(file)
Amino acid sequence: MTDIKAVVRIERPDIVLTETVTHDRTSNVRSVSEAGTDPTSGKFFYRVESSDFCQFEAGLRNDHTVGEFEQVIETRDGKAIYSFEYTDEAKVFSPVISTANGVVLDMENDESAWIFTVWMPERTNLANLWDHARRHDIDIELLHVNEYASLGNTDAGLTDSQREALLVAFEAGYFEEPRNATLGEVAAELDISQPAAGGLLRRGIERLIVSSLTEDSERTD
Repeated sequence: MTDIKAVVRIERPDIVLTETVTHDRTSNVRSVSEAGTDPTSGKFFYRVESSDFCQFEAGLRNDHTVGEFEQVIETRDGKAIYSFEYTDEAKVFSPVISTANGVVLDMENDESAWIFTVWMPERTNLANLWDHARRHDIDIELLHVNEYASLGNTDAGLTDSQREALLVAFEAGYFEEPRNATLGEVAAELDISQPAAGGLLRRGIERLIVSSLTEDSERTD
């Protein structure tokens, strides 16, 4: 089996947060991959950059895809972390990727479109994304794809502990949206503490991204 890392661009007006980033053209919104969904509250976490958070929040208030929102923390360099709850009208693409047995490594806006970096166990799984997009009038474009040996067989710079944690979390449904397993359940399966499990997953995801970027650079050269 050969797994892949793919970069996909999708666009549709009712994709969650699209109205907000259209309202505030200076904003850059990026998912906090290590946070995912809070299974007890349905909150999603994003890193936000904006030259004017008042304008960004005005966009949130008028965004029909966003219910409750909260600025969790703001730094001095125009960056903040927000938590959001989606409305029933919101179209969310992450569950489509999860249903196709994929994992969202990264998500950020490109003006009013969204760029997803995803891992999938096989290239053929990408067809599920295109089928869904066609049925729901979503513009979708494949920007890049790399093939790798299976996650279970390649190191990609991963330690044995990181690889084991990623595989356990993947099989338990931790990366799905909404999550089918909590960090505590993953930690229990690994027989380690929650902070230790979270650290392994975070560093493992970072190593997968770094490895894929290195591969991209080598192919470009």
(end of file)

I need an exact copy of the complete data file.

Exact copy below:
Amino acid sequence: MTDIKAVVRIERPDIVLTETVTHDRTSNVRSVSEAGTDPTSGKFFYRVESSDFCQFEAGLRNDHTVGEFEQVIETRDGKAIYSFEYTDEAKVFSPVISTANGVVLDMENDESAWIFTVWMPERTNLANLWDHARRHDIDIELLHVNEYASLGNTDAGLTDSQREALLVAFEAGYFEEPRNATLGEVAAELDISQPAAGGLLRRGIERLIVSSLTEDSERTD
Repeated sequence: MTDIKAVVRIERPDIVLTETVTHDRTSNVRSVSEAGTDPTSGKFFYRVESSDFCQFEAGLRNDHTVGEFEQVIETRDGKAIYSFEYTDEAKVFSPVISTANGVVLDMENDESAWIFTVWMPERTNLANLWDHARRHDIDIELLHVNEYASLGNTDAGLTDSQREALLVAFEAGYFEEPRNATLGEVAAELDISQPAAGGLLRRGIERLIVSSLTEDSERTD
């Protein structure tokens, strides 16, 4: 089996947060991959950059895809972390990727479109994304794809502990949206503490991204 890392661009007006980033053209919104969904509250976490958070929040208030929102923390360099709850009208693409047995490594806006970096166990799984997009009038474009040996067989710079944690979390449904397993359940399966499990997953995801970027650079050269 050969797994892949793919970069996909999708666009549709009712994709969650699209109205907000259209309202505030200076904003850059990026998912906090290590946070995912809070299974007890349905909150999603994003890193936000904006030259004017008042304008960004005005966009949130008028965004029909966003219910409750909260600025969790703001730094001095125009960056903040927000938590959001989606409305029933919101179209969310992450569950489509999860249903196709994929994992969202990264998500950020490109003006009013969204760029997803995803891992999938096989290239053929990408067809599920295109089928869904066609049925729901979503513009979708494949920007890049790399093939790798299976996650279970390649190191990609991963330690044995990181690889084991990623595989356990993947099989338990931790990366799905909404999550089918909590960090505590993953930690229990690994027989380690929650902070230790979270650290392994975070560093493992970072190593997968770094490895894929290195591969991209080598192919470009």